Degree Name

BS in Physics


Physics Department


Karl Saunders


At some point while consuming a beverage, many people will idly try to balance its container on edge. The act itself is physically straightforward, merely involving the system's center of mass and achieving a static equilibrium between the opposing torques caused by gravity and the normal force between the container and the surface on which it balances. Further analysis of the act, however, illuminates the richness of the exercise.

These nuances are apparent even in simplified two-dimensional models because of the depth of the relationship between a container's geometry and achieving balance. The purpose of such analysis is threefold: first, when considering a rectangular container, to determine the relationship between the angle at which it balances and the amount of fluid in the container; second, to consider a massless analogue to a standard twelve-ounce aluminum can which balances at a fixed angle and observe the interplay between the various parameters of that container's geometry and balance; and finally, to revisit the aluminum can model, this time considering its mass relative to the fluid's, and recover the familiar behavior observed when balancing real-world beverages in aluminum cans.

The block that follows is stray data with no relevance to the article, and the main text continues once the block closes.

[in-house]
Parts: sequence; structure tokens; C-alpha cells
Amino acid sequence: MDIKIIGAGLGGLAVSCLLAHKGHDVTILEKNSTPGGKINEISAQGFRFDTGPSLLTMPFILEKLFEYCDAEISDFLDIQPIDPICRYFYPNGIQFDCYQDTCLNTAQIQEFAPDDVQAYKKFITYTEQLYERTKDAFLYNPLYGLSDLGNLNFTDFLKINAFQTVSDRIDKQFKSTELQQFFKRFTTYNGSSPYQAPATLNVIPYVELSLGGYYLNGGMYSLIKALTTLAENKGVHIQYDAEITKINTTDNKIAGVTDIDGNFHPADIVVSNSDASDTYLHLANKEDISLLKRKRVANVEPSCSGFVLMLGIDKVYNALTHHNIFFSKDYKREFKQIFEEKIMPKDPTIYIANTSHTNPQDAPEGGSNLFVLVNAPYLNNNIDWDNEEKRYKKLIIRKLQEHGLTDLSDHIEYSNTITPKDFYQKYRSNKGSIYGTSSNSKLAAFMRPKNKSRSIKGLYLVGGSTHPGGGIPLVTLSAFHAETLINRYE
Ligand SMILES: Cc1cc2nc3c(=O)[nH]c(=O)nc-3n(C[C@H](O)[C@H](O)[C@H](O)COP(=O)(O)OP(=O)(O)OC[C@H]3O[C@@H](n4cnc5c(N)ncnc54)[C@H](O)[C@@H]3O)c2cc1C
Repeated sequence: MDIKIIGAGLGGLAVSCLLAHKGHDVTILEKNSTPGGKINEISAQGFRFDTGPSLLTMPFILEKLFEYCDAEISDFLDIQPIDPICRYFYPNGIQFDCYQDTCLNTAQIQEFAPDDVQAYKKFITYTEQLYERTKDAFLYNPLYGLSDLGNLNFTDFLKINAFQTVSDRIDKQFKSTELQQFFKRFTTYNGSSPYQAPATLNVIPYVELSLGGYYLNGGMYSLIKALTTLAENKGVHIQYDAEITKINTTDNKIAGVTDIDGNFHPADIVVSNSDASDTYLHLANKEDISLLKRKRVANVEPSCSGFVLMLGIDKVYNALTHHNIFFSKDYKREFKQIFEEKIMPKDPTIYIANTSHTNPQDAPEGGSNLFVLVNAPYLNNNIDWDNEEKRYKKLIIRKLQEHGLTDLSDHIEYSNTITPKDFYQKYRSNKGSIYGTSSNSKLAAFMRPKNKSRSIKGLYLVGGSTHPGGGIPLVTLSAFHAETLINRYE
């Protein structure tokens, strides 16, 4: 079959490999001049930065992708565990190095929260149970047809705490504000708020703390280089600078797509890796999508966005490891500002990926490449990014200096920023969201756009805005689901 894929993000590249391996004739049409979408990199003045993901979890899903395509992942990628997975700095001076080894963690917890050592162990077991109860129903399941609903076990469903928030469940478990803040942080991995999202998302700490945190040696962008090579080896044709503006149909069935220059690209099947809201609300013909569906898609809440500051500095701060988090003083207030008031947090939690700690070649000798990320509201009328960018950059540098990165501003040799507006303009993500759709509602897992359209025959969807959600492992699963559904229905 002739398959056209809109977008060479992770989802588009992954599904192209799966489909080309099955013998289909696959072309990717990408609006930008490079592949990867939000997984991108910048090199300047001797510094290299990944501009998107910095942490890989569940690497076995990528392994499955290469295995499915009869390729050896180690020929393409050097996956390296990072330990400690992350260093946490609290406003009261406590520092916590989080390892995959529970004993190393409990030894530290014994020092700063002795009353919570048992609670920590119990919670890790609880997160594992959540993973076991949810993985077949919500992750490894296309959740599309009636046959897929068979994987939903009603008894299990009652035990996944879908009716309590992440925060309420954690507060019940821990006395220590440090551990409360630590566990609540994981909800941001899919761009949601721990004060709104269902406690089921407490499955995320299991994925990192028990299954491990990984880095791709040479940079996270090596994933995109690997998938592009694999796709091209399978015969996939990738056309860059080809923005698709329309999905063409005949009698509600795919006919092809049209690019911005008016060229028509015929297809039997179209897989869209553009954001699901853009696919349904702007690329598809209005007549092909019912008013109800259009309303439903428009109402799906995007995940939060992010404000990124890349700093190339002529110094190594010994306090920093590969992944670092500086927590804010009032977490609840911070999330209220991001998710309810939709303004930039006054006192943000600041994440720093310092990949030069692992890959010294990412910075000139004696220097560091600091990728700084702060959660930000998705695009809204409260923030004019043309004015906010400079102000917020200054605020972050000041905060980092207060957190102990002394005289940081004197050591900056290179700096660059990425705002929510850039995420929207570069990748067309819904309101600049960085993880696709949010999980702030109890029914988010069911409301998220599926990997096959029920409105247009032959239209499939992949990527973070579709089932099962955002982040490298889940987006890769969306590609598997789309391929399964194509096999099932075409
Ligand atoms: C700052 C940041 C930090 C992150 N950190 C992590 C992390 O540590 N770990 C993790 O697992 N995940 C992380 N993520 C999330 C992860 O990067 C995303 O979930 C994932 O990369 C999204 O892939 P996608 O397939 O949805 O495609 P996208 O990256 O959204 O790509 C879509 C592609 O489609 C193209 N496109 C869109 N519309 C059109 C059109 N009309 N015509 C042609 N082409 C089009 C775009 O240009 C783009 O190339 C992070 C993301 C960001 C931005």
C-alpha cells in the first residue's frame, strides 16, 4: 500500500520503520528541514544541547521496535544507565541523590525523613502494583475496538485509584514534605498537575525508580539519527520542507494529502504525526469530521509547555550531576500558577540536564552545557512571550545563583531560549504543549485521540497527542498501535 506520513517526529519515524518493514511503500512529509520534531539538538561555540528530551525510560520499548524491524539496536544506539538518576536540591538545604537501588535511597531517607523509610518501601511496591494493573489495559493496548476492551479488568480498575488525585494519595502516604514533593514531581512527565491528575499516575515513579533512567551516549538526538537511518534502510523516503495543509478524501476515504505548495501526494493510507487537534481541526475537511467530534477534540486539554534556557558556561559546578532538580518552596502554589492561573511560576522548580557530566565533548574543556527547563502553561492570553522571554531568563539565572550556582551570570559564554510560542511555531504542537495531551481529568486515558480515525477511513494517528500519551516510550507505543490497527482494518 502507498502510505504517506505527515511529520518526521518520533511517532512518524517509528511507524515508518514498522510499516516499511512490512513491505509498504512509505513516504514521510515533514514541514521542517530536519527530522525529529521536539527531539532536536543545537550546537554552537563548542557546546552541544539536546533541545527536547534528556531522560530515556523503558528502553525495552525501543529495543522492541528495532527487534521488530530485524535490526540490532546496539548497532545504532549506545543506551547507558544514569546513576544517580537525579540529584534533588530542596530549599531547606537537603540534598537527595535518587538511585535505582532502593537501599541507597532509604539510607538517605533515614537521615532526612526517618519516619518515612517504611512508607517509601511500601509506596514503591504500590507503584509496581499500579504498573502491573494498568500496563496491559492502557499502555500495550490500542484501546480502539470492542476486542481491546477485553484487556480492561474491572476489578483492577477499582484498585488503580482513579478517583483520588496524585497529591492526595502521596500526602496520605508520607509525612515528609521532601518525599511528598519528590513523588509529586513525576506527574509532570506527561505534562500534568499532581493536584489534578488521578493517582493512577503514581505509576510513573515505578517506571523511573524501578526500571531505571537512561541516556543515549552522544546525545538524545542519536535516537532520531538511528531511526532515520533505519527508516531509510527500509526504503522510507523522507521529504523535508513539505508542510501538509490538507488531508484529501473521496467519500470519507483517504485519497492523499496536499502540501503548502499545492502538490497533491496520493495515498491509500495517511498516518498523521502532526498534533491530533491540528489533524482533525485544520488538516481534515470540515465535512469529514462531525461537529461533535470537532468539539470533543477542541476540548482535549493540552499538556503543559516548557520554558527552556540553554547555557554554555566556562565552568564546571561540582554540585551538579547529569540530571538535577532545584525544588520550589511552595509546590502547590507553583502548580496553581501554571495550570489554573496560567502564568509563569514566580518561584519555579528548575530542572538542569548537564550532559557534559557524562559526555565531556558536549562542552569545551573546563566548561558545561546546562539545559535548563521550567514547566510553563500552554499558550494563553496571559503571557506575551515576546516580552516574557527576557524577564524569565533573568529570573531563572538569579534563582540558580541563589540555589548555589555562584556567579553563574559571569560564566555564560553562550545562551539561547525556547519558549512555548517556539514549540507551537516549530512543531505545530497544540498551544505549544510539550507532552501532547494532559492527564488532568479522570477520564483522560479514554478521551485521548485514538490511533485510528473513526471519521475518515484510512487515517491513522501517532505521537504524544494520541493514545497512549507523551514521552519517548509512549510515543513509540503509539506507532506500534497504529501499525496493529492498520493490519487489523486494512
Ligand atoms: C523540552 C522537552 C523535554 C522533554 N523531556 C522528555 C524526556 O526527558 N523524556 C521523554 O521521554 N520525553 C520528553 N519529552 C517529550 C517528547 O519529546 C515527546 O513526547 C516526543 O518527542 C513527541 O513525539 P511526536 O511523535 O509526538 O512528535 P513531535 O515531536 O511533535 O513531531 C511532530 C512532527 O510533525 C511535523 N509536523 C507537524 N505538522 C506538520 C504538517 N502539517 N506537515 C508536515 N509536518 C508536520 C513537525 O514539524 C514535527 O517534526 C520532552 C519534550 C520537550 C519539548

Included in

Other Physics Commons